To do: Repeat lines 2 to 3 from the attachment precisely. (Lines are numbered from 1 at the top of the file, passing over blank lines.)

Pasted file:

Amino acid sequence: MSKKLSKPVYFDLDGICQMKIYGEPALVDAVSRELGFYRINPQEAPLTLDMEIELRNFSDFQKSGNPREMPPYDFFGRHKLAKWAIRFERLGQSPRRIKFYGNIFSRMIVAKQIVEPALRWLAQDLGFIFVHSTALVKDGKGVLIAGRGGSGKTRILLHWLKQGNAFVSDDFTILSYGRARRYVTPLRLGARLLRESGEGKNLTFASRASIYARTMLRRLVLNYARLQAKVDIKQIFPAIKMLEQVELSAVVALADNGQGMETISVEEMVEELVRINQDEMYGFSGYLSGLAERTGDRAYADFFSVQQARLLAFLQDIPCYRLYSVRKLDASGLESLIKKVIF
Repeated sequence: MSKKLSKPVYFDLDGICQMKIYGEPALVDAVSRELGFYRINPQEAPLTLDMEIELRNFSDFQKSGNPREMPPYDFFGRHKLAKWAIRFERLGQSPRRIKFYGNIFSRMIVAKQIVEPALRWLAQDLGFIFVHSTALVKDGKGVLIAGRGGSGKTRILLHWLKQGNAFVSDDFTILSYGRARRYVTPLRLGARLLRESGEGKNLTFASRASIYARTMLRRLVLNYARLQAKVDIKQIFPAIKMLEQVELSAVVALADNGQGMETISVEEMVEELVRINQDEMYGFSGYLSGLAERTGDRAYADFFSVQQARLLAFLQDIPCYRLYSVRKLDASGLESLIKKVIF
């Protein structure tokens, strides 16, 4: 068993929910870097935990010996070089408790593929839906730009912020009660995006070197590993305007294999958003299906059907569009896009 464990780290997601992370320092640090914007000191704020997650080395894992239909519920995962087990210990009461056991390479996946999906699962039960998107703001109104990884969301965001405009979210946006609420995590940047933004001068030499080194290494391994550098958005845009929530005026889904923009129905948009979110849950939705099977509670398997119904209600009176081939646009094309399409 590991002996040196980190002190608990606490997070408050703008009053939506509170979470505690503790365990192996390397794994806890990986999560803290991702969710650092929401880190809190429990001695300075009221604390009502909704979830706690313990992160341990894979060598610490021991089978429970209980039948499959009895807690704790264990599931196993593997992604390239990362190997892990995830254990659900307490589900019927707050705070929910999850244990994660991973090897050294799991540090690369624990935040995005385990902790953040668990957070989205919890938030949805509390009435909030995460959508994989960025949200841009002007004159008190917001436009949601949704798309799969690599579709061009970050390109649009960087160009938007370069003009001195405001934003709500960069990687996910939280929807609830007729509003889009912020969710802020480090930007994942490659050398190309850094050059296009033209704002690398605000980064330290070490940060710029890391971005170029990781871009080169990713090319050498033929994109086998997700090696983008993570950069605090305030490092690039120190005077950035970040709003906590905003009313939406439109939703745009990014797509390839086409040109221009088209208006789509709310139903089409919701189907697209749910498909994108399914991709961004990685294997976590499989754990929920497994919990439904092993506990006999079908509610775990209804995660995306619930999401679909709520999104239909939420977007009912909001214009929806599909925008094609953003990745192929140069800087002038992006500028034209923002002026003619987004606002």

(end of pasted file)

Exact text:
Repeated sequence: MSKKLSKPVYFDLDGICQMKIYGEPALVDAVSRELGFYRINPQEAPLTLDMEIELRNFSDFQKSGNPREMPPYDFFGRHKLAKWAIRFERLGQSPRRIKFYGNIFSRMIVAKQIVEPALRWLAQDLGFIFVHSTALVKDGKGVLIAGRGGSGKTRILLHWLKQGNAFVSDDFTILSYGRARRYVTPLRLGARLLRESGEGKNLTFASRASIYARTMLRRLVLNYARLQAKVDIKQIFPAIKMLEQVELSAVVALADNGQGMETISVEEMVEELVRINQDEMYGFSGYLSGLAERTGDRAYADFFSVQQARLLAFLQDIPCYRLYSVRKLDASGLESLIKKVIF
């Protein structure tokens, strides 16, 4: 068993929910870097935990010996070089408790593929839906730009912020009660995006070197590993305007294999958003299906059907569009896009 464990780290997601992370320092640090914007000191704020997650080395894992239909519920995962087990210990009461056991390479996946999906699962039960998107703001109104990884969301965001405009979210946006609420995590940047933004001068030499080194290494391994550098958005845009929530005026889904923009129905948009979110849950939705099977509670398997119904209600009176081939646009094309399409 590991002996040196980190002190608990606490997070408050703008009053939506509170979470505690503790365990192996390397794994806890990986999560803290991702969710650092929401880190809190429990001695300075009221604390009502909704979830706690313990992160341990894979060598610490021991089978429970209980039948499959009895807690704790264990599931196993593997992604390239990362190997892990995830254990659900307490589900019927707050705070929910999850244990994660991973090897050294799991540090690369624990935040995005385990902790953040668990957070989205919890938030949805509390009435909030995460959508994989960025949200841009002007004159008190917001436009949601949704798309799969690599579709061009970050390109649009960087160009938007370069003009001195405001934003709500960069990687996910939280929807609830007729509003889009912020969710802020480090930007994942490659050398190309850094050059296009033209704002690398605000980064330290070490940060710029890391971005170029990781871009080169990713090319050498033929994109086998997700090696983008993570950069605090305030490092690039120190005077950035970040709003906590905003009313939406439109939703745009990014797509390839086409040109221009088209208006789509709310139903089409919701189907697209749910498909994108399914991709961004990685294997976590499989754990929920497994919990439904092993506990006999079908509610775990209804995660995306619930999401679909709520999104239909939420977007009912909001214009929806599909925008094609953003990745192929140069800087002038992006500028034209923002002026003619987004606002």